With half a dozen of the wolves injured or killed, the pack pulled off for now. Reynald went over to his brother, who had been badly bitten by the wolves: fortunately the chains and thick rope he had been smothered in had probably saved his life, as they had acted as a sort of armour. Koya and Spivey saw to the the wounded, including several savaged horses, who the drivers were now busy trying to calm down.

Kelda’s wagon was damaged however, and Vankor pronounced a split axle. Quickly tying it round with rope, and moving some of the load to the other wagons,they decided to try to move on before the wolves decided to attack again; already howling could be heard off in the surrounding forest.

Half an hour later they were climbing a small escarpment, which climbed above the trees. Passing through a ruined wall they saw looming ahead of them the shape of the priory, looking for all the world like a small Fortress, guarding against-who knows what? The light they had seen was in a small turret forming part of the gatehouse. Between the outer wall and the Priory itself were a few ruins and a couple of ancillary buildings, one of these a locked barn. Ragnar guessed that much of this was once used to grow food to supplement the Priory’s rations, but now there were only a few small plots cultivating vegetables and herbs, currently battered down by the heavy rain.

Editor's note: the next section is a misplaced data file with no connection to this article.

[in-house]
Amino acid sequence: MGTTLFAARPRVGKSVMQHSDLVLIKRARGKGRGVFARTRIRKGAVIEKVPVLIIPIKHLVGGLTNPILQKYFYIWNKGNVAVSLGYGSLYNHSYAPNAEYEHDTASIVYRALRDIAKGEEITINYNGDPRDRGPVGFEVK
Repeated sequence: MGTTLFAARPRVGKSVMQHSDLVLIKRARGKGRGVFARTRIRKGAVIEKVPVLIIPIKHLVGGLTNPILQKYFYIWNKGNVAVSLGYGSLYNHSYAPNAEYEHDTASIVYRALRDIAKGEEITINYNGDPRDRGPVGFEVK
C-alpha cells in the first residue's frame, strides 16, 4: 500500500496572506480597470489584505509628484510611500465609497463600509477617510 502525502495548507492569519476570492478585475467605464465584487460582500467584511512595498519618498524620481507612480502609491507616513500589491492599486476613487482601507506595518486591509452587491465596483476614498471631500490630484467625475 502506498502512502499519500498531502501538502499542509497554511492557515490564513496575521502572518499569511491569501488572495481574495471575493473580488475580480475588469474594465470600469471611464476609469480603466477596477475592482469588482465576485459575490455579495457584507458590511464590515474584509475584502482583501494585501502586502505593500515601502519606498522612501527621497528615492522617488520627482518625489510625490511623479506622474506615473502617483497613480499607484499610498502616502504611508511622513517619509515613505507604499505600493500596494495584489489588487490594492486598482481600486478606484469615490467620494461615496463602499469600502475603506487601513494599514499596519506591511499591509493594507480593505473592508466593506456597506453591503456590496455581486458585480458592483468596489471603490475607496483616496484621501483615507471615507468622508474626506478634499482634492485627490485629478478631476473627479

Black thunder clouds crawled overhead, and the air was pregnant with the promise of a heavy storm. As the wagons pulled up, Sandru pulled a bell rope outside the gate, and a few minutes later a small flap opened, revealing the light of a lantern and a hooded pair of eyes.

“Ho there! Who goes there!” called a crisp voice.

“Travellers caught by the storm.” replied Sandru. “Four wagons seeking shelter and hospitality-one of them a monk of Iomidae. We also have injured and one of our wagons is damaged. Can we enter, Friend?”

After a short pause the gates were unbarred and creaked open, revealing a gatehouse tunnel leading into a cloistered courtyard. Light poured form a room off one side of the gate tunnel.

“Welcome travellers.” said their host. Pulling his hood down revealed the unmistakable features of a half elf, his long blonde hair tied back in a ponytail. “I am Malvenos, Gatekeeper of the Priory of Cymer. On behalf of Prior Ruan, I bid you welcome.”